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Muscle stem cell identity confirmed by researchers (9/18/2008)
Tags:
muscles, stem cells, muscle stem cells

A single cell can repopulate damaged skeletal muscle in mice, say scientists at the Stanford University School of Medicine, who devised a way to track the cell's fate in living animals. The research is the first to confirm that so-called satellite cells encircling muscle fibers harbor an elusive muscle stem cell.

Identifying and isolating such a cell in humans would have profound therapeutic implications for disorders such as muscular dystrophy, injury and muscle wasting due to aging, disuse or disease.

"We were able to show at the single-cell level that these cells are true, multipotent stem cells," said Helen Blau, PhD, the Donald E. and Delia B. Baxter Professor of Pharmacology. "They fit the classic definition: they can both self-renew and give rise to specialized progeny." Blau is the senior author of the research, which will be published Sept. 17 in the online issue of Nature.

"We are thrilled with the results," said Alessandra Sacco, PhD, senior research scientist in Blau's laboratory and first author of the research. "It's been known that these satellite cells are crucial for the regeneration of muscle tissue, but this is the first demonstration of self-renewal of a single cell."

One-tenth of the body's mass is skeletal muscle. Satellite cells hang out between a muscle fiber and its thin, membrane-like sheath, waiting to spring into action when the fiber is damaged by exercise or trauma. When necessary, they begin to divide to make more specialized muscle cells. This property alone, however, doesn't qualify them as stem cells. That designation requires them to be able to also make copies of themselves for future use.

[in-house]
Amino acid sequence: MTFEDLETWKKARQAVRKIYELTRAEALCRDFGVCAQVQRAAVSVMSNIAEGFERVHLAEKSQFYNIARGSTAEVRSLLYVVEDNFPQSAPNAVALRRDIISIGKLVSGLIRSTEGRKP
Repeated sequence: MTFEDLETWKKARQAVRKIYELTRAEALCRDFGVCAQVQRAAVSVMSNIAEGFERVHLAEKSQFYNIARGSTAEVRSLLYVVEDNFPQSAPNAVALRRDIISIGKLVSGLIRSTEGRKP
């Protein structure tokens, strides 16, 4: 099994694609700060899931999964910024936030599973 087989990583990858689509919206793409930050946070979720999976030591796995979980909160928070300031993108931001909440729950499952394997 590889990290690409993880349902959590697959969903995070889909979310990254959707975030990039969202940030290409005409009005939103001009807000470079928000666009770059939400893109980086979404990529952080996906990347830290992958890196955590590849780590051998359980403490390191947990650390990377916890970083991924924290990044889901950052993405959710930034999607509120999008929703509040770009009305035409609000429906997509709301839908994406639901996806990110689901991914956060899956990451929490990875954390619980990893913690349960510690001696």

Although many researchers suspected that the satellite cell population included muscle stem cells, it was difficult to prove because not all satellite cells are identical. It was possible that one subpopulation was responsible for making lots of specialized muscle cells, while another replenished the supply of satellite cells.

This divide-and-conquer approach might be efficient, but doesn't have the same exciting clinical applications as identifying a true stem cell. However, analyzing the specific properties of a single cell is technically difficult, and usually requires hundreds of hours of painstaking microscopic analysis of tissue slices from many laboratory animals.

Sacco used a trick to overcome these hurdles. She isolated satellite cells from a mouse genetically engineered to express a glowing protein, luciferase, first identified in fireflies. She then used a novel imaging technique developed at Stanford to follow their fate after transplantation into living animals that did not express the protein. Because this non-invasive method allows repeated imaging of the same animal, fewer mice are needed for the research.

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